Sendhil Mullainathan is the Robert C. Waggoner Professor of Economics in the Faculty of Arts and Sciences at Harvard University. He has worked on poverty, behavioural economics and a wide variety of topics such as the impact of poverty on mental bandwidth; whether CEO pay is excessive; using fictitious resumes to measure discrimination; showing that higher cigarette taxes make smokers happier; modelling how competition affects media bias; and a model of course thinking. His latest research focuses on using machine learning to better understand human behaviour.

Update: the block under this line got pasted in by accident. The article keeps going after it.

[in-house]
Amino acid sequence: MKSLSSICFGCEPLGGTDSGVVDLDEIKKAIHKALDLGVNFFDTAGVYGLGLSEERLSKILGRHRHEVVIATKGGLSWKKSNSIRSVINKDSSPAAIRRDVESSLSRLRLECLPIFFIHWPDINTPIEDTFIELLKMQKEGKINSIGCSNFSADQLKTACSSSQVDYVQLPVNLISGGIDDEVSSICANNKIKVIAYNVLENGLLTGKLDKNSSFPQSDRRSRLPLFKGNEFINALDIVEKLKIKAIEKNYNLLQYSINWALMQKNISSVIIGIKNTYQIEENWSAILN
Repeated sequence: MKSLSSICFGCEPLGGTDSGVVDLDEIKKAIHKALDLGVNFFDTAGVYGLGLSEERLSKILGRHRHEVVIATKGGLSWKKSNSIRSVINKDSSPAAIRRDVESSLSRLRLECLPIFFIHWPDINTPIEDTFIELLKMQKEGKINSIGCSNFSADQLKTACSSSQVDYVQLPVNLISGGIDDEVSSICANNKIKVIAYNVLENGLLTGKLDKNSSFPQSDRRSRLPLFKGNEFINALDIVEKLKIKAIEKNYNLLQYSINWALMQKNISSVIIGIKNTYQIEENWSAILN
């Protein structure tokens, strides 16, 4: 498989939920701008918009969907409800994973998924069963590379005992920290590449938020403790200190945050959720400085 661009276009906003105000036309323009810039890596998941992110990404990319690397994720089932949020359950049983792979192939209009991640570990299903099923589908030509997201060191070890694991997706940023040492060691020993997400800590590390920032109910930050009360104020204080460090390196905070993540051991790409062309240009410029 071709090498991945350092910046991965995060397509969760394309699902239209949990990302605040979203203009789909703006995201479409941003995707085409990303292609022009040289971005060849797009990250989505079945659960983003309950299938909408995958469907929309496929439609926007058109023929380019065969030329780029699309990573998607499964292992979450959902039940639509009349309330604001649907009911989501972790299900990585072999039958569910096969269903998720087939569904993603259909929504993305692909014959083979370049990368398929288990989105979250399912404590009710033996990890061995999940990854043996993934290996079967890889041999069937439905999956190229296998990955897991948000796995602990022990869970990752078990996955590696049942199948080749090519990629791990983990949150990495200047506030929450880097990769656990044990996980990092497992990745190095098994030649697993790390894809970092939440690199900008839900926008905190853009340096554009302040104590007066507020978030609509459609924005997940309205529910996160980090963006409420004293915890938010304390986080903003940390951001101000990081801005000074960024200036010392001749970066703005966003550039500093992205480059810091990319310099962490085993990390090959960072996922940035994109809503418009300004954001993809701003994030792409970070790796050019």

He enjoys writing, having recently co-authored Scarcity: Why Having Too Little Means so Much and writes regularly for the New York Times.
He helped co-found a non-profit to apply behavioural science (ideas42), co-founded a center to promote the use of randomized control trials in development (the Abdul Latif Jameel Poverty Action Lab), serves on the board of the MacArthur Foundation, has worked in government in various roles, is affiliated with the NBER, BREAD, and a member of the American Academy of Arts and Sciences.
He is a recipient of the MacArthur “genius” Award, has been designated a “Young Global Leader” by the World Economic Forum, labeled a “Top 100 Thinker” by Foreign Policy Magazine, and named to the “Smart List: 50 people who will change the world” by Wired Magazine (UK). His hobbies include basketball, board games, googling and fixing-up classic espresso machines.